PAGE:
Fibre-to-the-premise (FTTP) is a better and cheaper alternative for the National Broadband Network (NBN) than a wireless network rollout, according to NBNco CEO, Mike Quigley.
Speaking at the Realising Our Broadband Future forum in Sydney, Quigley said many had questioned him on the viability of fibre over wireless technology but claimed only a fixed-line service would satiate Australia’s broadband consumers.
He highlighted Cisco's projections that fixed IP traffic had dwarfed mobile IP and will continue to do so in the coming years.
“While wireless is enjoying high growth rates, it has inherent limitations compared to fibre,” Quigley said. “Spectrum is a scarce resource and there is just so much you can do to increase spectral efficiency using better modulation techniques and coding schemes.”
The shared nature of wireless also needs to be considered since bandwidth is divided and users on the fringe of cell sites receive lower-grade services, he claimed. While increasing the number and reducing the size of the sites is a method of increasing speeds and download capacity, these stations still need fibre backhaul.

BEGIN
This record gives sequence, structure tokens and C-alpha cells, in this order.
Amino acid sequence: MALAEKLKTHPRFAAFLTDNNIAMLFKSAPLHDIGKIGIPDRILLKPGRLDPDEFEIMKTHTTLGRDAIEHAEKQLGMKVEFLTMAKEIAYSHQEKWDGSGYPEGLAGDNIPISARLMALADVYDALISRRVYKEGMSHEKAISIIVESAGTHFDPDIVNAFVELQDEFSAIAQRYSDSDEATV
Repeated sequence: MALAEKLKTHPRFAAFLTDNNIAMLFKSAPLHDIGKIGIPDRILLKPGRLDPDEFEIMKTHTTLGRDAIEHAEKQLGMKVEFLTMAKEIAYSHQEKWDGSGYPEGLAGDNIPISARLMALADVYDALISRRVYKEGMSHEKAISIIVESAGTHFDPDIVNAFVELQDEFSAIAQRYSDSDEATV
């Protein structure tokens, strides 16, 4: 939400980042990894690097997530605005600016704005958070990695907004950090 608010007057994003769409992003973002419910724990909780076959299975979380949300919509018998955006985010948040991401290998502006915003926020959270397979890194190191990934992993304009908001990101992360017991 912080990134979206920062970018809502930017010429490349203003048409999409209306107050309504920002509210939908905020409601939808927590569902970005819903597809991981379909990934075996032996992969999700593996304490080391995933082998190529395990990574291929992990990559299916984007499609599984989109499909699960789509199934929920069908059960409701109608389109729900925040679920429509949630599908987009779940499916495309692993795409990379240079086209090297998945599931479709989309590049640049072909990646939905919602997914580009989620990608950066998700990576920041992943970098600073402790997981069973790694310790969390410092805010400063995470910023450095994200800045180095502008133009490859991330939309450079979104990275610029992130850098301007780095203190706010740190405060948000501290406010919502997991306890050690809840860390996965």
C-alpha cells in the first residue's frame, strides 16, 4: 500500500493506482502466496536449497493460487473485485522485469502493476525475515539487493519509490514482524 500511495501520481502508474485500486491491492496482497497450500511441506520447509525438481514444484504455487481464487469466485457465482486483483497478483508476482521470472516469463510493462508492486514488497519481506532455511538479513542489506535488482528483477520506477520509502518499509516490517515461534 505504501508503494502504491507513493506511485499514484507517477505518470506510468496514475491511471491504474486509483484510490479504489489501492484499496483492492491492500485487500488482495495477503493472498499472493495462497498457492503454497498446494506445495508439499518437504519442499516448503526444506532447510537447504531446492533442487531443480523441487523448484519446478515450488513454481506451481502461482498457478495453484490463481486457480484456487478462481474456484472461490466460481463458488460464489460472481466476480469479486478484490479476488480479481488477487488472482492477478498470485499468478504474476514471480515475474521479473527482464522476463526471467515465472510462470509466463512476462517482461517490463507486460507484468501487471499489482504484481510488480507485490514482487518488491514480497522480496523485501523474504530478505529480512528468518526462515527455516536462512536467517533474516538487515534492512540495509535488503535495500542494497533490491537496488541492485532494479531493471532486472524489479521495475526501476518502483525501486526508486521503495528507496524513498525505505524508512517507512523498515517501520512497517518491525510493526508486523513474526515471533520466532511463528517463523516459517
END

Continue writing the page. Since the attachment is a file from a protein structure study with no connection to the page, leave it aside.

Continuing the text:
“But is that likely to be a cheaper option than FTTP? I don’t think so,” Quigley said. “[Wireless] peak speeds may be high and equal to those of fibre currently but average speed is dramatically lower.”
He noted the challenges high-bandwidth applications, such as IPTV and high-definition (HD) video conferencing, would present for wireless but admitted such technology is still useful to the NBN.
“In spite of these implications, there is a very important place for wireless broadband in the NBN world and one would be foolish to think otherwise,” Quigley said. “But one would be equally foolish to think wireless technology is going to solve our traffic needs, particularly as HD video and other high capacity remote applications proliferate.”